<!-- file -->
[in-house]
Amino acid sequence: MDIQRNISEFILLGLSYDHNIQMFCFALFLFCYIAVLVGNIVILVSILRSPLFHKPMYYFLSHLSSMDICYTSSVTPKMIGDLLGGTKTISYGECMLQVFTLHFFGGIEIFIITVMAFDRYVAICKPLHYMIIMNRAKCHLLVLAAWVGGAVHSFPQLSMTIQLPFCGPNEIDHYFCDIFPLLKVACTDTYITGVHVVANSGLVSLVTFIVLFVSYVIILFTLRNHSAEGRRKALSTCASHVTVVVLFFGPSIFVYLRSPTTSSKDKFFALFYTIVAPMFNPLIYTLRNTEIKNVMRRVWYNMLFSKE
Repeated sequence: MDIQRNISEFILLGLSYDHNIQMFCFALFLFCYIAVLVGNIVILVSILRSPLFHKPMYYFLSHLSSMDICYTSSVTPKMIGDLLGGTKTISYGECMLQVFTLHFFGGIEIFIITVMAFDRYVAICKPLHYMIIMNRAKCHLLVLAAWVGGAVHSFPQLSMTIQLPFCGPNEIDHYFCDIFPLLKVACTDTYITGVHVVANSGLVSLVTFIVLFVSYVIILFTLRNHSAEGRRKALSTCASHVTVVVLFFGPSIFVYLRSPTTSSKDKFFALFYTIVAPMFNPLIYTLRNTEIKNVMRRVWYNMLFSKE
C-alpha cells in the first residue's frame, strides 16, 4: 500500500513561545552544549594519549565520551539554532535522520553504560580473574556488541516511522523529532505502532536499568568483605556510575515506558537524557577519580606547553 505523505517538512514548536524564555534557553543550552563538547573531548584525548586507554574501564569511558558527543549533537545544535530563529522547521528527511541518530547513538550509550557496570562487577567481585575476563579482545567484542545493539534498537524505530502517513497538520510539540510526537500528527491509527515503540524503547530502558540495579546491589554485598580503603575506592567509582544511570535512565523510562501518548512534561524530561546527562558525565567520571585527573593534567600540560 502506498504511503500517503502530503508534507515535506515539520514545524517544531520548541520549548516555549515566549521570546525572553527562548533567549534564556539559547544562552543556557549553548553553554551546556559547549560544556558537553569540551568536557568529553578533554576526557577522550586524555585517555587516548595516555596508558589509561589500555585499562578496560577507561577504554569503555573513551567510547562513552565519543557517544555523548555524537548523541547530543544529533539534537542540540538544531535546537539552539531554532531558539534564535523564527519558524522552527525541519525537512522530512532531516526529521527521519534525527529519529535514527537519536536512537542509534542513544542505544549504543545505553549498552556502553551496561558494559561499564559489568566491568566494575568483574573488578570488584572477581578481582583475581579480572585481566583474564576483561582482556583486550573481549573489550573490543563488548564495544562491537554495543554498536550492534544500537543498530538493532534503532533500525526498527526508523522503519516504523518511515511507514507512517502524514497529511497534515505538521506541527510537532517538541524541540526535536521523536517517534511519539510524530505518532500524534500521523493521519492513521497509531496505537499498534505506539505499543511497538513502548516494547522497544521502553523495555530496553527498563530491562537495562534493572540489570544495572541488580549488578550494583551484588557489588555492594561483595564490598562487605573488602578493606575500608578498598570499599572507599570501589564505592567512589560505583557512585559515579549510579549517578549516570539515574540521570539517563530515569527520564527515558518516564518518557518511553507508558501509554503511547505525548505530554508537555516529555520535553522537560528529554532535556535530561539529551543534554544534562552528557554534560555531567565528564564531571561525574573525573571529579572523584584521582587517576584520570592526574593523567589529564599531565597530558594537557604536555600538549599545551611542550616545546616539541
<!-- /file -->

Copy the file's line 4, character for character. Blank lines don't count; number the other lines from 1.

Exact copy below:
C-alpha cells in the first residue's frame, strides 16, 4: 500500500513561545552544549594519549565520551539554532535522520553504560580473574556488541516511522523529532505502532536499568568483605556510575515506558537524557577519580606547553 505523505517538512514548536524564555534557553543550552563538547573531548584525548586507554574501564569511558558527543549533537545544535530563529522547521528527511541518530547513538550509550557496570562487577567481585575476563579482545567484542545493539534498537524505530502517513497538520510539540510526537500528527491509527515503540524503547530502558540495579546491589554485598580503603575506592567509582544511570535512565523510562501518548512534561524530561546527562558525565567520571585527573593534567600540560 502506498504511503500517503502530503508534507515535506515539520514545524517544531520548541520549548516555549515566549521570546525572553527562548533567549534564556539559547544562552543556557549553548553553554551546556559547549560544556558537553569540551568536557568529553578533554576526557577522550586524555585517555587516548595516555596508558589509561589500555585499562578496560577507561577504554569503555573513551567510547562513552565519543557517544555523548555524537548523541547530543544529533539534537542540540538544531535546537539552539531554532531558539534564535523564527519558524522552527525541519525537512522530512532531516526529521527521519534525527529519529535514527537519536536512537542509534542513544542505544549504543545505553549498552556502553551496561558494559561499564559489568566491568566494575568483574573488578570488584572477581578481582583475581579480572585481566583474564576483561582482556583486550573481549573489550573490543563488548564495544562491537554495543554498536550492534544500537543498530538493532534503532533500525526498527526508523522503519516504523518511515511507514507512517502524514497529511497534515505538521506541527510537532517538541524541540526535536521523536517517534511519539510524530505518532500524534500521523493521519492513521497509531496505537499498534505506539505499543511497538513502548516494547522497544521502553523495555530496553527498563530491562537495562534493572540489570544495572541488580549488578550494583551484588557489588555492594561483595564490598562487605573488602578493606575500608578498598570499599572507599570501589564505592567512589560505583557512585559515579549510579549517578549516570539515574540521570539517563530515569527520564527515558518516564518518557518511553507508558501509554503511547505525548505530554508537555516529555520535553522537560528529554532535556535530561539529551543534554544534562552528557554534560555531567565528564564531571561525574573525573571529579572523584584521582587517576584520570592526574593523567589529564599531565597530558594537557604536555600538549599545551611542550616545546616539541